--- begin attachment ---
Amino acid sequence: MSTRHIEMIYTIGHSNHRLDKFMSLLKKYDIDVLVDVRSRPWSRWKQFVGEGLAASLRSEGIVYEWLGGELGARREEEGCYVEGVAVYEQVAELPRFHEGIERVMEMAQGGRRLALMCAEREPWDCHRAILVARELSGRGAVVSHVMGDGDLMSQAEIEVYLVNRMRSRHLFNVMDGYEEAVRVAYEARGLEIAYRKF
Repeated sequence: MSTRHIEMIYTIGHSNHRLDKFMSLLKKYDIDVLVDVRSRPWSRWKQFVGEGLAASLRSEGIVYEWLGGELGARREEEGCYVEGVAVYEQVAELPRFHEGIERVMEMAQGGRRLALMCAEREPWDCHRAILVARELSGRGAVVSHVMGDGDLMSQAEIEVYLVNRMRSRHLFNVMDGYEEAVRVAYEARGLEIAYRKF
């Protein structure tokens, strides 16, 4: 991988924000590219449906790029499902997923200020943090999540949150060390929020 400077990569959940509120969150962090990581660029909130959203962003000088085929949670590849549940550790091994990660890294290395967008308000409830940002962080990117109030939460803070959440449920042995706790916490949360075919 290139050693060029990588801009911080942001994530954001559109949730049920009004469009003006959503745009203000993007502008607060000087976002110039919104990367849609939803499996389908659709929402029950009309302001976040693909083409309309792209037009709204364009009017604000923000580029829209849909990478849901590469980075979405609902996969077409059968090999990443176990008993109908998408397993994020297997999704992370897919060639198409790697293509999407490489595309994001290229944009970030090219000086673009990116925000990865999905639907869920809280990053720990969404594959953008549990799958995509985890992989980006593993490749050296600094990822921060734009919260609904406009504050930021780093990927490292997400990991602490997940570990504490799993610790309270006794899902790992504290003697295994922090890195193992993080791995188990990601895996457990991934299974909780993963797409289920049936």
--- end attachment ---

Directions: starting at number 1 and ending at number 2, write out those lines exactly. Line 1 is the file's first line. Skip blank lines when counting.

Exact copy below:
Amino acid sequence: MSTRHIEMIYTIGHSNHRLDKFMSLLKKYDIDVLVDVRSRPWSRWKQFVGEGLAASLRSEGIVYEWLGGELGARREEEGCYVEGVAVYEQVAELPRFHEGIERVMEMAQGGRRLALMCAEREPWDCHRAILVARELSGRGAVVSHVMGDGDLMSQAEIEVYLVNRMRSRHLFNVMDGYEEAVRVAYEARGLEIAYRKF
Repeated sequence: MSTRHIEMIYTIGHSNHRLDKFMSLLKKYDIDVLVDVRSRPWSRWKQFVGEGLAASLRSEGIVYEWLGGELGARREEEGCYVEGVAVYEQVAELPRFHEGIERVMEMAQGGRRLALMCAEREPWDCHRAILVARELSGRGAVVSHVMGDGDLMSQAEIEVYLVNRMRSRHLFNVMDGYEEAVRVAYEARGLEIAYRKF